On New Year’s Day, 1962, Dick Rowe, the official talent scout for Decca Records, went to office, little realising that this was to become one of the most notorious days in music history. He and producer Mike Smith had to audition bands and decide if any were good enough to be signed on to the record label. At 11:00 am, either Rowe or Smith, history is not sure who, listened a group of 4 boys who had driven for over 10 hours through a snowstorm from Liverpool, play 15 songs. After a long day spent listening to other bands, the Rowe-Smith duo signed on a local group that would be more cost effective. The band they rejected went on to become one of the greatest acts in musical history – The Beatles. However, in 1962, they were allegedly dismissed with the statement “Guitar groups are on the way out”.

Source: Wikimedia Commons
Source: Wikimedia Commons

Decca’s decision is a classic example of deciding based on biases and poor information. History is full of examples of poor decisions that have had far reaching and often disastrous consequences.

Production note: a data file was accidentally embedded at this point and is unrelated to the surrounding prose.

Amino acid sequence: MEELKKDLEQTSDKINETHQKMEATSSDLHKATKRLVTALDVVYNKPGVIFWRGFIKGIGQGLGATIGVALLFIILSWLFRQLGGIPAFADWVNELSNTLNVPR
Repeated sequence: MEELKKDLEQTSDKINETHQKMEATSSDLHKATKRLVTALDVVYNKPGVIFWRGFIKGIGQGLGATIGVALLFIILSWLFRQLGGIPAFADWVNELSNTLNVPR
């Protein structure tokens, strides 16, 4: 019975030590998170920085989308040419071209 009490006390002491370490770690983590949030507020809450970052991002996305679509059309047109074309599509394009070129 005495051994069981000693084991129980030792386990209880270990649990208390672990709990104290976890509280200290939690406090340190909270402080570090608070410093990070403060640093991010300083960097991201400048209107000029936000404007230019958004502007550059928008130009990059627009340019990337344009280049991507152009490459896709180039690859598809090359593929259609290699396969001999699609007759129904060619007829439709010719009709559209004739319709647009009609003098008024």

In the world of business, where decisions are usually made after much analysis, bad decisions have wiped out successful giants. Take the example of Kodak – a company that made a devastating wrong decision despite overwhelming evidence to the contrary. Everyone knows that Kodak couldn’t survive as digital photography replaced film. What is so ironic that Alanis Morissette could have sung about it, is that the digital camera was first invented by an engineer at Kodak as early as 1975. In 1981, an extensive study commissioned by Kodak showed that digital was likely to replace Kodak’s film camera business in about 10 years. Astonishingly, Kodak did not use this time to capitalise on their invention of digital cameras – rather they focused on making their film cameras even better. In 1996, they released a combined camera – the Advantix, which let users preview their shots digitally to decide which ones to print. Quite understandably, no one wanted to spend on printing when they could view, store and share photos digitally. The Advantix failed, but the company’s unwillingness to shift focus to digital technology continued. Kodak went from a 90% market share in US camera sales in 1976 to less than 10% in 2012, when it filed for bankruptcy. It sold off many of its biggest businesses and patents and is now a shell of its former self.